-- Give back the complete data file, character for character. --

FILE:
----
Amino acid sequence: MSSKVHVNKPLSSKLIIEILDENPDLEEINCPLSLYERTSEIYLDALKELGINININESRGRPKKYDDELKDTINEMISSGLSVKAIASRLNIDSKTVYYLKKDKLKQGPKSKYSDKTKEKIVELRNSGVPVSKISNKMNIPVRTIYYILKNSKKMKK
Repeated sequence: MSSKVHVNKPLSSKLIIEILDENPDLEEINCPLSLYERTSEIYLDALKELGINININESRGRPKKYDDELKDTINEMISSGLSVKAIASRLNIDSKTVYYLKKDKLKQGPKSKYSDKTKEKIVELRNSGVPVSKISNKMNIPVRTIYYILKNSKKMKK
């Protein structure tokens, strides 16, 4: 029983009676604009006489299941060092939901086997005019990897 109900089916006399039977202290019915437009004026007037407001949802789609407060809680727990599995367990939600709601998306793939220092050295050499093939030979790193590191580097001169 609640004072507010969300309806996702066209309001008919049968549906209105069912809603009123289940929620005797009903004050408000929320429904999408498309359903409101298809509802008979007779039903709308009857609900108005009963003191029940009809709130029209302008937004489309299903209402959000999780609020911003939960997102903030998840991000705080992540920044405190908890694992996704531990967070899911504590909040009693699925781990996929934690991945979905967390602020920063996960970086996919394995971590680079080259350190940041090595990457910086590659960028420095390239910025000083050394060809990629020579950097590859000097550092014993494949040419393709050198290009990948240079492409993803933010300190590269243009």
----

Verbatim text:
Amino acid sequence: MSSKVHVNKPLSSKLIIEILDENPDLEEINCPLSLYERTSEIYLDALKELGINININESRGRPKKYDDELKDTINEMISSGLSVKAIASRLNIDSKTVYYLKKDKLKQGPKSKYSDKTKEKIVELRNSGVPVSKISNKMNIPVRTIYYILKNSKKMKK
Repeated sequence: MSSKVHVNKPLSSKLIIEILDENPDLEEINCPLSLYERTSEIYLDALKELGINININESRGRPKKYDDELKDTINEMISSGLSVKAIASRLNIDSKTVYYLKKDKLKQGPKSKYSDKTKEKIVELRNSGVPVSKISNKMNIPVRTIYYILKNSKKMKK
């Protein structure tokens, strides 16, 4: 029983009676604009006489299941060092939901086997005019990897 109900089916006399039977202290019915437009004026007037407001949802789609407060809680727990599995367990939600709601998306793939220092050295050499093939030979790193590191580097001169 609640004072507010969300309806996702066209309001008919049968549906209105069912809603009123289940929620005797009903004050408000929320429904999408498309359903409101298809509802008979007779039903709308009857609900108005009963003191029940009809709130029209302008937004489309299903209402959000999780609020911003939960997102903030998840991000705080992540920044405190908890694992996704531990967070899911504590909040009693699925781990996929934690991945979905967390602020920063996960970086996919394995971590680079080259350190940041090595990457910086590659960028420095390239910025000083050394060809990629020579950097590859000097550092014993494949040419393709050198290009990948240079492409993803933010300190590269243009």